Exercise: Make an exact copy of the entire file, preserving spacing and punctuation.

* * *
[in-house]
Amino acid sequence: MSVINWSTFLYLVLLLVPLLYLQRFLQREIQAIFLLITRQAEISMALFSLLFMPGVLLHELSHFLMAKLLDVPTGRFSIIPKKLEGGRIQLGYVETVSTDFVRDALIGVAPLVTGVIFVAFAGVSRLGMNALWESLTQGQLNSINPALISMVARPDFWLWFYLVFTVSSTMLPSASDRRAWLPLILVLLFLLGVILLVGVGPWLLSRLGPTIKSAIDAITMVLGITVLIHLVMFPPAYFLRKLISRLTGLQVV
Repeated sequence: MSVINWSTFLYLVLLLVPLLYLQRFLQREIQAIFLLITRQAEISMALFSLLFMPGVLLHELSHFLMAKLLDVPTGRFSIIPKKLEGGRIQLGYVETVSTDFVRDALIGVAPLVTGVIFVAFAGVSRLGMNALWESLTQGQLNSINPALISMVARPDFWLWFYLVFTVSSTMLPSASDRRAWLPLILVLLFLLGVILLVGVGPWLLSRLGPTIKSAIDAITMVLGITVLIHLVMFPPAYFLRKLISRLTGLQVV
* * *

[in-house]
Amino acid sequence: MSVINWSTFLYLVLLLVPLLYLQRFLQREIQAIFLLITRQAEISMALFSLLFMPGVLLHELSHFLMAKLLDVPTGRFSIIPKKLEGGRIQLGYVETVSTDFVRDALIGVAPLVTGVIFVAFAGVSRLGMNALWESLTQGQLNSINPALISMVARPDFWLWFYLVFTVSSTMLPSASDRRAWLPLILVLLFLLGVILLVGVGPWLLSRLGPTIKSAIDAITMVLGITVLIHLVMFPPAYFLRKLISRLTGLQVV
Repeated sequence: MSVINWSTFLYLVLLLVPLLYLQRFLQREIQAIFLLITRQAEISMALFSLLFMPGVLLHELSHFLMAKLLDVPTGRFSIIPKKLEGGRIQLGYVETVSTDFVRDALIGVAPLVTGVIFVAFAGVSRLGMNALWESLTQGQLNSINPALISMVARPDFWLWFYLVFTVSSTMLPSASDRRAWLPLILVLLFLLGVILLVGVGPWLLSRLGPTIKSAIDAITMVLGITVLIHLVMFPPAYFLRKLISRLTGLQVV